Up cycling – Seat covers for cane seats

I bought this gorgeous duck egg fabric a good year or two ago, I love its crisp cool colours that remind me of spring. I tend to revamp my cushions generally for the season – given that I bought 6 metres of the fabric for a bargain price of £5 the warm sunny days have made my thoughts turn to summer and had me rifling though my fabric stash.

chair revamp

There are two of these chairs in my studio – I picked them up from the local tip for £3 over ten years ago! The cushion was left from a recent re-vamp of a Chesterfield sofa E did at the end of last year. He kindly shaped the foam for me.

I used some calico to make a template of the chair – it is easier to push a sharpie right into the corners to get a good shape. Then I tidy the shape with a different coloured pen – a ruler and a French curve.

This clover wheel tool is great to add seam allowances, I just tape the pen to the guide at the right distance. (wish they would make these with pen attachments!)

I wrapped the foam in a thin layer of wadding, followed by a second thicker layer. This helps to protect the foam from disintegrating, as well as filling up the cushion pad. I love the process of hand stitching this on, as it is a lovely relaxing process.

I added a zip to the curved edge so that it would be easier to slip the cover off for washing if necessary. I decided against piping as it was hard to colour match the fabric from my stash. Either my bias binding was too blue or too green! In the best make do and mend tradition I decided to do without!

I find it a lot easier to hand stitch the bottom cushion piece, as you can have complete control over where the stitch goes without wrestling all the oddly shaped fabric under the presser foot. It also means that you can achieve a really snug fit.

It took me one weekend to complete these cushion covers, they are so comfortable! They fit in nicely with my mostly white colour scheme of the studio. They also match the sofa cushions I did last week!

Feather cushions with piping

Keep safe and well x

Recycling Challenge

At the local stitchery group our challenge for 2019 was to re-invent an item purchased from a charity shop. This is a teeny tiny skirt, about a size 6 – but I loved the material – it was just like tweed.

Embroidery Guild Challenge

I decided to use the waistband as a collar for Barney – staffs have very thick short necks, most collars I have bought cause skin irritation.

Charity Shop Skirt revamp

With a little hand sewing it fitted him very well. The poppers were ideal, as he sometimes gets a rash under his collar, so if it was irritating him he could easily slip it off. I tend to use a harness when we are out walking so the collar did not need to be used to hold him.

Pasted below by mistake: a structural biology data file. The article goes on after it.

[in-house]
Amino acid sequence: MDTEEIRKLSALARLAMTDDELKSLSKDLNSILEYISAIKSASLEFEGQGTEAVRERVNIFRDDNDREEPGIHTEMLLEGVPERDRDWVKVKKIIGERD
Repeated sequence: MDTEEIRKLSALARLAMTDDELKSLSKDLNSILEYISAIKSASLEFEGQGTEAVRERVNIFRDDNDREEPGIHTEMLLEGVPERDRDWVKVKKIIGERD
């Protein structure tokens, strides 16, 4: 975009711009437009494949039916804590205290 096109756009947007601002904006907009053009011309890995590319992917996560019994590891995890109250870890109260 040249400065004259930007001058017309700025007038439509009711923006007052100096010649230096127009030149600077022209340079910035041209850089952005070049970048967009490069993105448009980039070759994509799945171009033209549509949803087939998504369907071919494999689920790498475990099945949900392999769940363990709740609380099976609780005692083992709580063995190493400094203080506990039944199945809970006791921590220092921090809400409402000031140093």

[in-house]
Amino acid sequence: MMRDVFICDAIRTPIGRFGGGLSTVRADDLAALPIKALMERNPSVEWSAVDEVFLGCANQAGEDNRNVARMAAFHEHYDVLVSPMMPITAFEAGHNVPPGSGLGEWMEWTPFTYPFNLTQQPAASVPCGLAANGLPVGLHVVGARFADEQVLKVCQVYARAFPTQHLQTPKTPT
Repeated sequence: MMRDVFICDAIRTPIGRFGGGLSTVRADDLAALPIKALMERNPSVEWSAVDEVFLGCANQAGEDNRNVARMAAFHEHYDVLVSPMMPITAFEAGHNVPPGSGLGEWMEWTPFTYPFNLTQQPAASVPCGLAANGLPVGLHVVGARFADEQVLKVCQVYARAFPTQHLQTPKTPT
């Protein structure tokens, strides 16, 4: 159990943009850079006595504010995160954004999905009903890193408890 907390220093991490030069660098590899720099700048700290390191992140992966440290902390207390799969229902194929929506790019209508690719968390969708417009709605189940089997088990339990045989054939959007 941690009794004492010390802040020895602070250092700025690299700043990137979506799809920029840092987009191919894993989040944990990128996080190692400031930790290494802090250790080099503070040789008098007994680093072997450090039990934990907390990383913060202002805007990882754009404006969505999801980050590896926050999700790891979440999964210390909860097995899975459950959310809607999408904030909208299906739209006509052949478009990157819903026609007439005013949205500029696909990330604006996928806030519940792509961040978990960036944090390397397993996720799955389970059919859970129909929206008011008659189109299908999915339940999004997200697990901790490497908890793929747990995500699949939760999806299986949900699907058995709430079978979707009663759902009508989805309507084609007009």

A nice snug cosy collar

I then took the panels apart and really liked the centre panel, it would make a wonderful little bag.

recycled charity shop skirt challenge 2019

I loved the shape, it would double over and create such a nice little frame bag. I discovered an unusual frame in the bag section of the charity shop and it was just a simple case of dismantling the lacy fabric from the frame and incorporating it into the bag.

Embroidery Guild Challenge

After years of wrestling with a sewing machine being part of the Embroider’s Guild has given me a real love of hand sewing. What I have fallen in love with is the ability to get real accuracy and stitch around objects like frames without wrestling to get it under the foot of a sewing machine. Hand sewing is so liberating and you can also do it in your favourite armchair while watching Peaky Blinders or Vera! (Popular TV series in the UK) in case you are not from our shores dear reader!

The panel made a bag in just the right proportions.
Charity Shop Skirt revamp

I decided to make a little bow but it needed a little more embellishment so made a lovely yellow daisy with silk ribbon embroidery.

unravelling the weave to make leaves
leaves detail on bag, unravelling the woven fabric

I unravelled some of the weaving to make feather like leaves, to sit alongside the flower, they came out like feathers and were a lovely textured effect.

Charity Shop Skirt revamp
Charity Shop Skirt revamp

I used the skirt lining to make a quilted lining for the purse following the curved shape of the bag, it is simply wonderful to realise just how easy it is to make something when you can do it by hand. All those little fabric sleeves to go round the frame were easy to make – no fighting to get it under a foot!

There was still some fabric left over so I decided to make a bracelet pincushion. (I don’t know about you but I never seem to have a pincushion handy!) Using yet another purchase from a charity shop, a pretty bead bracelet.

recycled project bracelet pincushion.

I was rather delighted with this object, the green and pink was a lovely contrast. The bracelet is so easy to clip round my wrist and was just the right size (which is rare for me!). I had the pompom trim in my stash and it made quite a pretty flower in the centre. I packed the stuffing in quite tightly which supported the flower shape.

Recycling project.